On June 8, 2016 Ohio Governor John Kasich signed into law House Bill 523 (Act), legalizing medical marijuana. The Ohio Legislature, faced with the prospect of a constitutional amendment through a ballot initiative this November, took preemptive action. Although a sweeping ballot initiative last November was soundly defeated, polls indicate that a vast majority of Ohioans are sympathetic to marijuana use for medical purposes. Instead of a short ballot initiative, the Legislature enacted a comprehensive framework for prescription (called a recommendation) by physicians, creation of dedicated dispensaries and regulation of the manufacturing process. The Act is slated to go into effect in September 2016, though that may be overly optimistic. In any case, the Act orders that dispensing must begin within two years, or by June 2018. However, patients who lawfully obtain permitted forms of marijuana from the other 24 states that have legalized medical marijuana will not be prosecuted after September 6, 2016.

The regulatory apparatus is shared between by numerous agencies. The Commerce Department will license growers and regulate manufacture. The Board of Pharmacy will regulate dosages, license dispensaries and register users. In fact, there will be considerable tracking of users, including a potential process for background checks.

Doctors who have gone through a training program will be able to “recommend” marijuana for a patient suffering from a prescribed list of illnesses, including cancer, chronic pain, seizures, Crohn’s and ALS. The recommendation can include edibles as well as oils, which can be vaporized. Smoking and growing will not be permitted.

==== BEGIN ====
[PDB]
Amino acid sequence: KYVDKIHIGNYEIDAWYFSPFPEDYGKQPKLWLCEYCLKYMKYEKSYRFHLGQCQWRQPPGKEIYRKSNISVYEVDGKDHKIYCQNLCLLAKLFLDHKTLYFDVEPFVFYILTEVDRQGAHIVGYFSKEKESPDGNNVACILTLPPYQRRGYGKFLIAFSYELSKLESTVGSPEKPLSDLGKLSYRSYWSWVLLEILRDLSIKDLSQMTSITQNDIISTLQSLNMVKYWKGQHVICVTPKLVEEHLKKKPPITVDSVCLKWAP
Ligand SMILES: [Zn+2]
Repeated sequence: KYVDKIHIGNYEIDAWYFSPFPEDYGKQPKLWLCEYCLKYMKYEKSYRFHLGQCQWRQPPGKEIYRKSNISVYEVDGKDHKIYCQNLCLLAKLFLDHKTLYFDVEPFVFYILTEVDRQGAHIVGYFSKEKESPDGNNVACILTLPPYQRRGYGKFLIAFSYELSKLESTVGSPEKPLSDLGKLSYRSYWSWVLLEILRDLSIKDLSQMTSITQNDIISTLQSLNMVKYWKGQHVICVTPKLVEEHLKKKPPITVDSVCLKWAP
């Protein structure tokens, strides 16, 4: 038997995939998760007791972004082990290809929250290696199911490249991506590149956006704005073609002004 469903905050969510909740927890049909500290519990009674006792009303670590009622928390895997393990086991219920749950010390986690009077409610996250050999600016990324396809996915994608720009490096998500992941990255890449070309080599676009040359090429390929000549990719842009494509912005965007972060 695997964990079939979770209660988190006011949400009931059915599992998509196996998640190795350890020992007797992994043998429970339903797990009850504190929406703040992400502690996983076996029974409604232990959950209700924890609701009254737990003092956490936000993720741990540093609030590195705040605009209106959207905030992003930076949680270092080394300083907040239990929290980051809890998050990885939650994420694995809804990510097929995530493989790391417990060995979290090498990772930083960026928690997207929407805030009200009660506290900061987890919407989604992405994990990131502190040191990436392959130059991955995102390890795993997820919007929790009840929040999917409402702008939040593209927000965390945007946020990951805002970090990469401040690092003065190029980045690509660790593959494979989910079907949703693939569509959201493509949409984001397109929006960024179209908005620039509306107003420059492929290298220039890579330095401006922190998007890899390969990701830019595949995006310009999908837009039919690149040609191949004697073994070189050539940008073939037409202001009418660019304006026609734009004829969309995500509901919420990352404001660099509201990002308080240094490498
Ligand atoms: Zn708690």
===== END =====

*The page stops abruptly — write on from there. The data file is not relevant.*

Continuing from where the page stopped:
From an employment perspective, nothing has actually changed. The Act affirms that employers may continue to set drug policy, including drug testing and maintaining a drug-free workplace and zero tolerance, including for marijuana. However, employers may decide to adopt a more lenient attitude toward employees who are using marijuana under a doctor’s guidance, as they might for an employee using other approved drugs such as cancer or chronic pain medications. Of course, as with other prescription drugs in the workplace, safety concerns must be addressed. In any case, the issue is upon us and it is a good opportunity for employers to review all drug-related policies, such as onboarding drug tests, injury reporting policies, leave of absence policies, and, in particular, policies regarding the use of legally prescribed drugs, which many employers do not have.